I suppose I should try to keep in the habit of posting here… but I’m never sure of what to post. Do my posts have a soporific effect? Are they worth the time? And, sighs-I, what should I post about? My life is not thrilling. Now, if I were to write you from a high mountain in Tibet one week and then a British lowland county the next, then things would be different. Because that can’t happen right now, however, I must needs read about the places I wish to see someday. Last week I finished “Bella Tuscany,” the sequel to “Under the Tuscan Sun.” Mayes’ writing was just as luscious, but she (unfortunately) imbibed a bit more in her San Francisco Politically Correct doctrines a bit more than in UtTS. She did have a delicious passage about trying to read in a foreign language, how very difficult that is, and how she now has a greater appreciation for cover art on novels since that is as far as she will get in them.
Last year I read 61 books, an average of five books a month. This was a cheering number. This year has not proved so fruitful yet. I have read a grand total of two books to date. Revealing my gluttonous nature (see the quote the Deputy Headmistress posted today), I am currently working on reading three others:
The New Americans by Michael Barone – I have less than 100 pages left in this, and have no qualms about highly recommending it. It is an excellent look at America’s immigration patterns over the last 150 years. It provides a great deal of data supporting the idea that it’s not the immigration influx that is the problem, that we’re not going through anything new in the history of our country, that it is the way we handle assimilation nowadays that makes it so much more difficult. The way he presents some of his data is redundant, but that’s just a minor annoyance in an otherwise thoughtful and useful book.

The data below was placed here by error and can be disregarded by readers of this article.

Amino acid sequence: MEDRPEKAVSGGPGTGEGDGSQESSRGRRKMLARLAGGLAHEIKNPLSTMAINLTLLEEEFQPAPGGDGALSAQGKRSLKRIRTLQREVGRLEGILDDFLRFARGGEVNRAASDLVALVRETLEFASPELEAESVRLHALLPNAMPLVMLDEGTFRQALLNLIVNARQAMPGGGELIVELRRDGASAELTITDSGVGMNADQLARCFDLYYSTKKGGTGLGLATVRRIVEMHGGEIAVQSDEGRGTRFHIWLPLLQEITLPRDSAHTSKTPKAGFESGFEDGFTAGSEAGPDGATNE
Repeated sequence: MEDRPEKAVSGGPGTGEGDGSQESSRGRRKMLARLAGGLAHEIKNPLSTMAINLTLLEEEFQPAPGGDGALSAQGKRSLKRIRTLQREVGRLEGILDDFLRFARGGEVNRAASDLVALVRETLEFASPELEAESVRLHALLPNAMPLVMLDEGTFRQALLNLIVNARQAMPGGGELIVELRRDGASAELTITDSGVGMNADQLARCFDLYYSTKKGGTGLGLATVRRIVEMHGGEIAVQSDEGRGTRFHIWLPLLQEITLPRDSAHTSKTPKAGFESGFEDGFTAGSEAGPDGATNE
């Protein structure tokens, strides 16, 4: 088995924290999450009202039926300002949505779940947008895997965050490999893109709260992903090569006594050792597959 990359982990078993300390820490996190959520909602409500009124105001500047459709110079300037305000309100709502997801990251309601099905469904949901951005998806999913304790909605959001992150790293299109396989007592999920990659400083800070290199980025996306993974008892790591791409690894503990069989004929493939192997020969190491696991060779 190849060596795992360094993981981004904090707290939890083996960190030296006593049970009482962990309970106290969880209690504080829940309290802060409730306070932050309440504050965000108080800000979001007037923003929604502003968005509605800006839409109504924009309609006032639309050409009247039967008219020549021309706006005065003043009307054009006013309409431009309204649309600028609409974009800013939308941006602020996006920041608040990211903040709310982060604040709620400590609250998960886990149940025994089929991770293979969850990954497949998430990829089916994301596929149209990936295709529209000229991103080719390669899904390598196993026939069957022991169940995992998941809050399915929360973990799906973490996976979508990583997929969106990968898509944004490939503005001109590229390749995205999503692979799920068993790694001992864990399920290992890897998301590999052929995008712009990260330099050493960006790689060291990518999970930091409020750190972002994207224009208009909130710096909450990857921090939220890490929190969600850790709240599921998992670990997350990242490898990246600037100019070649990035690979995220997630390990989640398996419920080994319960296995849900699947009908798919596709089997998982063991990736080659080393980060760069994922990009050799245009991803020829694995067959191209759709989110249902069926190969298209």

The Four Loves by C. S. Lewis – This is a slow read, not because it is dull, but because there is so much to gain from it. Everybody should know how good C. S. Lewis is, so I shan’t attempt praising him more lest I fall prey to using too many exuberant phrases. I simply shall say: Read.
The Hidden Art of Homemaking by Edith Schaeffer – This is also a “slower” read, as this is an incredibly practical book that has the reader stopping to contemplate what could be done differently in her life. She has come to the depressing conclusion that there are many things that could be done differently. One slight change has been made (a change revealing the reader’s laziness): there is now a vase on the cabinet in the bedroom, a vase awaiting many lovely plants…. once the temperature rises above freezing, that is. And the reader has also spent some time pummeling through her bedroom clearing some space.
[I am well aware that I switched from first to third person above. Do not ask me why, there was no reason to it.]
Today is a day to do many things. I shall be updating my site, am hoping to respond to Thing-One on Keats, really should get a start on geography homework, and see if I can finish “The New Americans.”
*pokes the Gentle Reader.* I am finished now, you may wake up.